Has there ever been any challenges for you in the figurative art world?
Every day is a challenge. You cannot be in this business for any other reason but that you absolutely love art, love creating, and would do it even if you never made a single dollar. There are so many obstacles in this profession. It is not a straight path. Discouragement and self-doubt are the constant companion of the artist, yet with each small success you continue to move forward. You could wallpaper my house with the rejection letters I have received over the years but I think it’s important for our failures to motivate us to dust ourselves off and try again. It’s important to not take rejection personally. Art is subjective, and what one person may dislike, another person may love. Many people think that you have to be talented to be an artist. On the contrary, I think what you need is to be a hard worker, and to not give up. In my class I always say that my favorite art book is Malcolm Gladwell’s “The Outliers”. In fact, this book has nothing to do with art, but it does have to do with various paths to success. There is a chapter called the 10,000 hour rule. It says that anything you put 10,000 hours into, you will be good at. I think that is the key, as artists we need to put in the hours.
What advice do you have for current or future students of LAAFA looking to make it into the art world?
Art is a solitary profession. Most of us are locked on our studio 15 hours a day, and don’t have a lot of interaction with the outside world, but now with social media, that is no longer the case. It used to be you had to have a good gallery to represent you and get your art in front of the right audience. Now with the internet we can be our own PR person. We can have hundreds if not thousands of people seeing our art without ever setting foot into a gallery. Networking both on the internet, and on a personal level is your greatest asset when trying to get your work “out there”. Patience and tenacity is the key though. You have to believe in yourself before anyone else will believe in you. Continue to hone your craft and take risks, both with your art, and with yourself.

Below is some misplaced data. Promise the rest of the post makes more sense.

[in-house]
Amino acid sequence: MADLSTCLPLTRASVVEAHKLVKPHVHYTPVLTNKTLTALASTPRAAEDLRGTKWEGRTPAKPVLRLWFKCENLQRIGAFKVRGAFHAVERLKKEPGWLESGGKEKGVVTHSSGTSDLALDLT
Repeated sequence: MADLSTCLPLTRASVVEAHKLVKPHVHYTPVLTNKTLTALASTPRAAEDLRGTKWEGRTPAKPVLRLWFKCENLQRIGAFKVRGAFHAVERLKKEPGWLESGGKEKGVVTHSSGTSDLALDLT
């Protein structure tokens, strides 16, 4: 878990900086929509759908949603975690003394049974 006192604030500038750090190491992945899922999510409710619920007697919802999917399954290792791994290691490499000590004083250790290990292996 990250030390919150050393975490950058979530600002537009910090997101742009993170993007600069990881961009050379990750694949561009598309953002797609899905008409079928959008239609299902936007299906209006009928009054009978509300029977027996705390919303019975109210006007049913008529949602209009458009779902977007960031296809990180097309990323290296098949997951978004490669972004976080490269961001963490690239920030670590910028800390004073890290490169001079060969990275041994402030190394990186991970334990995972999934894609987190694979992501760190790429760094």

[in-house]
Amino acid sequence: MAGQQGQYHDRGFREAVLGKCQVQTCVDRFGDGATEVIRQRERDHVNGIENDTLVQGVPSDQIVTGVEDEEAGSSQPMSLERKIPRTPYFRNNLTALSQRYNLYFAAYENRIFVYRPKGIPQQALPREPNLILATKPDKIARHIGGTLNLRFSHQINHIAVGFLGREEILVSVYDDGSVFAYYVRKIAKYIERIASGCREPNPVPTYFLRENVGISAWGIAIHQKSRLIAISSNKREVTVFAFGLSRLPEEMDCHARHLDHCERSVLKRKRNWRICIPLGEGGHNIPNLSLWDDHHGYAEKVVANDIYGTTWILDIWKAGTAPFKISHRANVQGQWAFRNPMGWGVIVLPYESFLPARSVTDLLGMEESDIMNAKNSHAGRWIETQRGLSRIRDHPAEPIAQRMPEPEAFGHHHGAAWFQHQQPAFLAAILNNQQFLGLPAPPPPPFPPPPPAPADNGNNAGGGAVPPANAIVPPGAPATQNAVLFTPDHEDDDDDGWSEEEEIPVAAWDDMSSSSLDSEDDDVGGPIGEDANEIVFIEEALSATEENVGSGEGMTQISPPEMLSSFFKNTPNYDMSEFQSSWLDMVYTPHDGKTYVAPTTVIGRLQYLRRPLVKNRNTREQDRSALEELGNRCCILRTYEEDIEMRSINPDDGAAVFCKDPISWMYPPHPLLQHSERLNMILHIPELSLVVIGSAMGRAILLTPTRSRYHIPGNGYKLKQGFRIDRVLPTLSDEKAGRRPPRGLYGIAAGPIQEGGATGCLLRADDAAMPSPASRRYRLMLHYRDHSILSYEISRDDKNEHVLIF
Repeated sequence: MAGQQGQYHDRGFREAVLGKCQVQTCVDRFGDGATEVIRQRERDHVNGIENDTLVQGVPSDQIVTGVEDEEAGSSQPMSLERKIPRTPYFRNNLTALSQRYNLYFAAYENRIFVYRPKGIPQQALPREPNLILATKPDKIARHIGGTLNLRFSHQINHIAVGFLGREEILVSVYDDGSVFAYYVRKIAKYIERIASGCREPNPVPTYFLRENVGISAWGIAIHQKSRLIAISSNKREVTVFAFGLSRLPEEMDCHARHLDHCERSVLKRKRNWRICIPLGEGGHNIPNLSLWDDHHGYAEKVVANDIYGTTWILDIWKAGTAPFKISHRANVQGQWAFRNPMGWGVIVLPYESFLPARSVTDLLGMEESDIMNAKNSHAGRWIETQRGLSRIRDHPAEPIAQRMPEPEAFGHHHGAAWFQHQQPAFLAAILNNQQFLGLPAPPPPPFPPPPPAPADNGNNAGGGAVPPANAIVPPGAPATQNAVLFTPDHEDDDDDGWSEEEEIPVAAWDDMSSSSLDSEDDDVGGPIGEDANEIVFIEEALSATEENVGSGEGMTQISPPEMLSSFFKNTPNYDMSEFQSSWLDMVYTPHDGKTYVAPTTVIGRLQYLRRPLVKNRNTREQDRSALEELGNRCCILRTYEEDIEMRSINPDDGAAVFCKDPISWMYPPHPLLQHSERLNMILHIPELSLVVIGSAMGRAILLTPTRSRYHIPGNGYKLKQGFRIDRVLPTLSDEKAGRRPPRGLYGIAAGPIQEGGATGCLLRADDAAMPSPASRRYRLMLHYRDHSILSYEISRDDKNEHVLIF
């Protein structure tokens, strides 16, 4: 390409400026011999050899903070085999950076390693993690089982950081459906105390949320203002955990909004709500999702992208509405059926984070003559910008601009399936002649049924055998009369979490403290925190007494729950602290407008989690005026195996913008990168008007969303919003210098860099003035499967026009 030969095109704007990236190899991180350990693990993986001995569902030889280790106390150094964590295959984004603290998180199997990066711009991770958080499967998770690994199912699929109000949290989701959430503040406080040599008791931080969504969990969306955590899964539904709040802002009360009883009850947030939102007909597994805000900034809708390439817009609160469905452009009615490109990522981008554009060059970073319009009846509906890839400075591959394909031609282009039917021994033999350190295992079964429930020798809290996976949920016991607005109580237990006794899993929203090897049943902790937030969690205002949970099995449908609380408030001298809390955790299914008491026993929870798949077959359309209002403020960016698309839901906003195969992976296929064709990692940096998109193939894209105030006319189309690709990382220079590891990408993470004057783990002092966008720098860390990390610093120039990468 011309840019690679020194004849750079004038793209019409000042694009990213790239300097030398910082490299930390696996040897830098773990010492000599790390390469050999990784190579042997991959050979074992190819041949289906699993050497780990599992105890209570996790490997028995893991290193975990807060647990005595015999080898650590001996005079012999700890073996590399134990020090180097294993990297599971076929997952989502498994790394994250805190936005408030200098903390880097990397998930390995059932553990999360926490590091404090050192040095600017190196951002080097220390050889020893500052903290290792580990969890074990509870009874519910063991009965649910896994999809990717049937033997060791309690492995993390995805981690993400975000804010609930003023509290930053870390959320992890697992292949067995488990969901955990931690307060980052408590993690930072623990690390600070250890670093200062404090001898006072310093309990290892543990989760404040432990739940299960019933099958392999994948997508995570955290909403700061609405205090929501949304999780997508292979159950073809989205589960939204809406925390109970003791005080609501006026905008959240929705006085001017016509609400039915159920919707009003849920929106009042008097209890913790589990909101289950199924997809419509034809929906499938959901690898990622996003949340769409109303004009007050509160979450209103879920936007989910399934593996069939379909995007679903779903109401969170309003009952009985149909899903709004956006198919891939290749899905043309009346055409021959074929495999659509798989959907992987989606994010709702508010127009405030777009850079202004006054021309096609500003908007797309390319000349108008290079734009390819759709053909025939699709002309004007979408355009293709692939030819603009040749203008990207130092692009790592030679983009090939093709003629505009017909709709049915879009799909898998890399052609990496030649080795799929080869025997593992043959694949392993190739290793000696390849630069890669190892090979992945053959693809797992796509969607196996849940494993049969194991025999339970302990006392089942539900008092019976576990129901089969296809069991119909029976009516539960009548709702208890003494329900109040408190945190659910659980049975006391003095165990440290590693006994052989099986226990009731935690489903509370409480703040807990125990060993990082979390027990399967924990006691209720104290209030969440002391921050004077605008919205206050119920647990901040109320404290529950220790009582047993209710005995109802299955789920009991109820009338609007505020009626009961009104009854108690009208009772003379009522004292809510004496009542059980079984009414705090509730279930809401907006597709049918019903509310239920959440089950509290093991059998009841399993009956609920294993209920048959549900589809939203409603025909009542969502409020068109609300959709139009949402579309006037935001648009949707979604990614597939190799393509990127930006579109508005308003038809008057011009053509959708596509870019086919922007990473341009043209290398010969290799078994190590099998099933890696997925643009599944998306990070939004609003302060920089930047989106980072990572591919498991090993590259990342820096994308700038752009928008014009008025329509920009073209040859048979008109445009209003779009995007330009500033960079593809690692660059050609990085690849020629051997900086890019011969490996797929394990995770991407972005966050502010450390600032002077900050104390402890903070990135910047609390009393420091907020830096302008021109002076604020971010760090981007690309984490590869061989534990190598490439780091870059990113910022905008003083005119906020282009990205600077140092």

https://laafa.edu/wp-content/uploads/2018/10/Christina-Ramos.jpg365501Ada Ruizhttps://laafa.edu/wp-content/uploads/2017/05/NewLogo52217-300x138.pngAda Ruiz2018-10-18 11:56:452019-07-15 17:01:12Acrylics with Christina Ramos